Tuesday, September 16, 2014

Can gold finally recover?

Gold recently fell to its lowest level in seven-and-a-half months as the dollar rose to a 14-month high.  Easing tensions in Ukraine and the Middle East also acted as a drag on gold and silver prices.  Investors have been asking the obvious question as to whether gold can recover from here and if a bottom of at least short-term duration is imminent?

Dollar strength has been especially hard on the precious metals of late.  Commodity prices in general have been beaten up in recent weeks by the surging U.S. dollar index, as sagging gold and silver prices attest. 

Both the U.S. dollar and commodity prices in general are largely determined by the relative strength of the U.S. economy.  With the economic recovery now in its fifth year, investors (especially foreign ones) are increasingly attracted to the U.S. as a safe haven.  Economic weakness in the euro zone has galvanized a flow of “hot” foreign money to the U.S. dollar, further bolstering the dollar while at the same time depressing commodity prices.

Along with a strong dollar, another reason for the recent weakness in the gold ETFs has been a curious plunge in the level of short interest.  For instance, the iShares Gold Trust (IAU) was the target of a large decline in short interest during the month of August despite a weak price trend. 

As of August 15th, IAU short interest totaled 1.19 million shares, which represents a decline of 48 percent from the July 31 total of 2.29 million shares, according to Stock Ratings Network.com.  Based on an average trading volume of 2.19 million shares, the days-to-cover ratio is currently 0.6 days.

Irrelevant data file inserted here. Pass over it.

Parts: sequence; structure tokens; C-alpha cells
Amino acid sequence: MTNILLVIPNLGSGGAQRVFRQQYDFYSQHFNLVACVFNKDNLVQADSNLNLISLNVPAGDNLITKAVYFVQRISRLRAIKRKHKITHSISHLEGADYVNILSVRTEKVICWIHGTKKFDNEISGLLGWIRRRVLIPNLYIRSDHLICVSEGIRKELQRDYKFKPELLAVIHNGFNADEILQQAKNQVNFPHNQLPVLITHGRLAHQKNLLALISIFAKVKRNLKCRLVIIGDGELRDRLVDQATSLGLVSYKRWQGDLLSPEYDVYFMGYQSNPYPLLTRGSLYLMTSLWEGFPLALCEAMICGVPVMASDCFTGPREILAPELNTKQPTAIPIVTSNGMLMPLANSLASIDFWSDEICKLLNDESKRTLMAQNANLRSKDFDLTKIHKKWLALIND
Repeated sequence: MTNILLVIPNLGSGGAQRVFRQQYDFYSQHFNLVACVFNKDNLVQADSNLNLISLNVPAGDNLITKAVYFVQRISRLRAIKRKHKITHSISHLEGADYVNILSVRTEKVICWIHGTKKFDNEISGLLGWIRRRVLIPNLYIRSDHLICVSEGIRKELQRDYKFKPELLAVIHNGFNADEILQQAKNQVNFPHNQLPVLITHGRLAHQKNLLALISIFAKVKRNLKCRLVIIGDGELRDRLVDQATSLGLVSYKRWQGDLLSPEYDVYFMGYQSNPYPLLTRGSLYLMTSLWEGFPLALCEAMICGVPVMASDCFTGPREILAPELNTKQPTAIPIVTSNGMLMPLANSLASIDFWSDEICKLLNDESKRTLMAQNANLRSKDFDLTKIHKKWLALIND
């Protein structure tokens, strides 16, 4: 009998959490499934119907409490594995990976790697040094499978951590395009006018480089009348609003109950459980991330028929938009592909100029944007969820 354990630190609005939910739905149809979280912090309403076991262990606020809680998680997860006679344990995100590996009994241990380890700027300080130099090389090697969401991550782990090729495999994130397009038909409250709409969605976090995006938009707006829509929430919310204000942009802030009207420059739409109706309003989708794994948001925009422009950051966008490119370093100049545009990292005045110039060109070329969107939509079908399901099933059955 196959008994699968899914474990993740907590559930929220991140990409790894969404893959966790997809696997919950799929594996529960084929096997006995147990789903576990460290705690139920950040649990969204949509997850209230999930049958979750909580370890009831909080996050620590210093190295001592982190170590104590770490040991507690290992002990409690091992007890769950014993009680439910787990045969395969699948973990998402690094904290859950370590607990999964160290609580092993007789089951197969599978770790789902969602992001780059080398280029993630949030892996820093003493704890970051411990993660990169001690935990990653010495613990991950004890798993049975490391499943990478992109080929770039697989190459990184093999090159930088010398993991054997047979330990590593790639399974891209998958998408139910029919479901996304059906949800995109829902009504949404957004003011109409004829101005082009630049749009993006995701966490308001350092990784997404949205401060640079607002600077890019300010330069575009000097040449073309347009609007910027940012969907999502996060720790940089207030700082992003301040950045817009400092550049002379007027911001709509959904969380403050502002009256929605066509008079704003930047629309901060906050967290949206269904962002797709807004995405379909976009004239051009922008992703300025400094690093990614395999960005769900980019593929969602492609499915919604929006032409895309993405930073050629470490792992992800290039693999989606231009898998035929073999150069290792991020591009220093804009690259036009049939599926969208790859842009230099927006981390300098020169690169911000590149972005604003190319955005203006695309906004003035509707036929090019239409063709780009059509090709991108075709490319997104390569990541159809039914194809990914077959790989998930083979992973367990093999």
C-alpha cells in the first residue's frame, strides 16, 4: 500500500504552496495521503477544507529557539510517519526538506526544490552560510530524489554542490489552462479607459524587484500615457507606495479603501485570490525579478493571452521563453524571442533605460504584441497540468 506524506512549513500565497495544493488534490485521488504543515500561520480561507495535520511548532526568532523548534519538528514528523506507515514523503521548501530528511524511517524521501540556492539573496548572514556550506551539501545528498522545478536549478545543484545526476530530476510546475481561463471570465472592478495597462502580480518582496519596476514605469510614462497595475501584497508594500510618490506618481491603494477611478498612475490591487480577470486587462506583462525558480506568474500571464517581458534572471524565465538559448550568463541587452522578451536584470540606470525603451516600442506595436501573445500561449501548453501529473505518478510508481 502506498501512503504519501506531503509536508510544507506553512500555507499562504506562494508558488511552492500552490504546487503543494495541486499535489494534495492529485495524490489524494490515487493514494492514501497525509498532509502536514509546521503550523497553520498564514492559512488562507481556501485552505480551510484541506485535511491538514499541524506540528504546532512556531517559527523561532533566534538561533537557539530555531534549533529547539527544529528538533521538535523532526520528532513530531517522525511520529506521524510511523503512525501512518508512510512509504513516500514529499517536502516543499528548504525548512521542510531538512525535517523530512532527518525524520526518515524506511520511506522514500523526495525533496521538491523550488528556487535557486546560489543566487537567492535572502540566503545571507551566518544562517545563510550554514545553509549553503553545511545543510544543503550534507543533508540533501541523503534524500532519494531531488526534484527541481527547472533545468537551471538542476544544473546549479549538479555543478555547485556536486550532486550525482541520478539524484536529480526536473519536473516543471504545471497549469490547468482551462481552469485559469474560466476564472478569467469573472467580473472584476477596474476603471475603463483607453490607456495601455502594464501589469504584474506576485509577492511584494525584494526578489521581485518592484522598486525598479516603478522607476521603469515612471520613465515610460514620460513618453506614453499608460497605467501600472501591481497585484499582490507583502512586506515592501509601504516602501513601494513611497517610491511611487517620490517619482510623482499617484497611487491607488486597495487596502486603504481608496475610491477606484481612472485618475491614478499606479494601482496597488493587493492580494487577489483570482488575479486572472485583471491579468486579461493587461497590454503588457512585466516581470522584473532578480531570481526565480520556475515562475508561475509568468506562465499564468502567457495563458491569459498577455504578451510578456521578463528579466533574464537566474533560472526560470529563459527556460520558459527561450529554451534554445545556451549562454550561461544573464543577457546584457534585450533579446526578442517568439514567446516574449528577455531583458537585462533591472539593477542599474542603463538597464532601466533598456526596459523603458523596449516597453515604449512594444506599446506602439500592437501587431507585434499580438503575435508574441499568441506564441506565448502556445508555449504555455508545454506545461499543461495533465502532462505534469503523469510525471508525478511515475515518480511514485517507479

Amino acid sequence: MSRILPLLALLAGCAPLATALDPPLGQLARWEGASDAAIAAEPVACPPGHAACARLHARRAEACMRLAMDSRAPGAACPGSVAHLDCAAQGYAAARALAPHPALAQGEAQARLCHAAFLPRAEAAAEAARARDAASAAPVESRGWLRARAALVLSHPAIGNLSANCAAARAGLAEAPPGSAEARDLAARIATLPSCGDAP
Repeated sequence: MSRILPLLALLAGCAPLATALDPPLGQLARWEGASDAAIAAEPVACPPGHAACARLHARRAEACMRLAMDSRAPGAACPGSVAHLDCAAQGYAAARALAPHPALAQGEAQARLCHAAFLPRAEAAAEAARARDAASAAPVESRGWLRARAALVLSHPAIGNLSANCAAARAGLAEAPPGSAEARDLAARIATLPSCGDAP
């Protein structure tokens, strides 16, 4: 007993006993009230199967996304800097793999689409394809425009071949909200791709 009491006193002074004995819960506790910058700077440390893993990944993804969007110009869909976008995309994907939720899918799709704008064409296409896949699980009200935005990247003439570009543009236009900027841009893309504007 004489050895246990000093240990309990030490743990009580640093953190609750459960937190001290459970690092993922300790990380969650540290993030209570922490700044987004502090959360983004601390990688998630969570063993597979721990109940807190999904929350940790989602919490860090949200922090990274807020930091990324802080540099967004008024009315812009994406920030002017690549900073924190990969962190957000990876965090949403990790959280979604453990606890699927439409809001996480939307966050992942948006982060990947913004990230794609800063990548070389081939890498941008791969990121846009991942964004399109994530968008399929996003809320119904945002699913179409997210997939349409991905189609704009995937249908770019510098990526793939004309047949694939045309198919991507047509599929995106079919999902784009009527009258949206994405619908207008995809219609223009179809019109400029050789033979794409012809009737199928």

Meanwhile ETF holdings for gold have continued to shrink with preliminary data for August revealing an outflow of 11 tons and flows in September have started the month off on a negative note at nine tons.

Earlier we examined the Market Vectors Russia ETF (RSX) for signs of a technical breakdown in Russia’s stock market.  A plunge in the RSX below the low from early August would suggest turmoil ahead for Russia on the Ukraine front, which in turn would be a major catalyst for gold bulls to charge.  Lately, however, RSX has remained well above the August bottom as the cease-fire talk between Ukraine and Russia has gained momentum.  As you can see in the following chart, RSX is now well above its August low of 23.00 and has bought itself at least a temporary reprieve.  In turn, gold and silver have suffered as the safe haven trade unwinds.

More than perhaps any other factor, gold has been at the mercy of the macro environment, as Barclays recently observed.  News from around the world hasn’t done the gold price any favors lately as the yellow metal continues to search for a much-needed fear catalyst. 

The December gold futures price has under-extended from the 30-day moving average by nearly 4 percent as of last week.  This is significant since a long-term research history of gold shows that whenever price extends by approximately 4 percent +/- above or below the 30-day MA, a technical reversal usually follows shortly thereafter.  Gold is technically oversold on a short-term basis and is therefore vulnerable to a relief rally in the upcoming days.  The extent and magnitude of the next relief rally, however, will depend in large measure on either a large short interest (which apparently doesn’t exist right now) or else buying interest among institutions and hedge funds looking for bargains.